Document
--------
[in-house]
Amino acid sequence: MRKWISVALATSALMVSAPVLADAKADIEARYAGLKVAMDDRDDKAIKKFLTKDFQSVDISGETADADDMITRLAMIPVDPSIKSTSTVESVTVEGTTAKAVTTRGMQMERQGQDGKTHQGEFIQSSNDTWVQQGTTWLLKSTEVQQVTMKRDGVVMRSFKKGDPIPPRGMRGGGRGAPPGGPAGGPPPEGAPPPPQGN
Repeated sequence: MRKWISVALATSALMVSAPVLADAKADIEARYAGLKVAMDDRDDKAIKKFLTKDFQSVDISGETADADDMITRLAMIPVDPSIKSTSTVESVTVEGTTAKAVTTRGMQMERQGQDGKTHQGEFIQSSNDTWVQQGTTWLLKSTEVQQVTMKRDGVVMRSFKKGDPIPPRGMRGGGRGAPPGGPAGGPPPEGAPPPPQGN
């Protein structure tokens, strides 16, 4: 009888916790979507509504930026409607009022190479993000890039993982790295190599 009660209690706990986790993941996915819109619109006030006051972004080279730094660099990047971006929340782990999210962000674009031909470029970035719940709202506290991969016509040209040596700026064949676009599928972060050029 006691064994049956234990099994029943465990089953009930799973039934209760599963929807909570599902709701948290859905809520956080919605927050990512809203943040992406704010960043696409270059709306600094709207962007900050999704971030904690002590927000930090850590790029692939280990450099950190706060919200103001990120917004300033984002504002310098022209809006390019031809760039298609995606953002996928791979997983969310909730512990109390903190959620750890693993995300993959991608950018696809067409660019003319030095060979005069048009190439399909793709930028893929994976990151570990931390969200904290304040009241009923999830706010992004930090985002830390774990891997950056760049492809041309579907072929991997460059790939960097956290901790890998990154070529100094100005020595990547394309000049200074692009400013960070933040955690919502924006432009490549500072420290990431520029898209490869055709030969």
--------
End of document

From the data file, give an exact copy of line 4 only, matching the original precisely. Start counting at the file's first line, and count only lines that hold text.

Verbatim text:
């Protein structure tokens, strides 16, 4: 009888916790979507509504930026409607009022190479993000890039993982790295190599 009660209690706990986790993941996915819109619109006030006051972004080279730094660099990047971006929340782990999210962000674009031909470029970035719940709202506290991969016509040209040596700026064949676009599928972060050029 006691064994049956234990099994029943465990089953009930799973039934209760599963929807909570599902709701948290859905809520956080919605927050990512809203943040992406704010960043696409270059709306600094709207962007900050999704971030904690002590927000930090850590790029692939280990450099950190706060919200103001990120917004300033984002504002310098022209809006390019031809760039298609995606953002996928791979997983969310909730512990109390903190959620750890693993995300993959991608950018696809067409660019003319030095060979005069048009190439399909793709930028893929994976990151570990931390969200904290304040009241009923999830706010992004930090985002830390774990891997950056760049492809041309579907072929991997460059790939960097956290901790890998990154070529100094100005020595990547394309000049200074692009400013960070933040955690919502924006432009490549500072420290990431520029898209490869055709030969």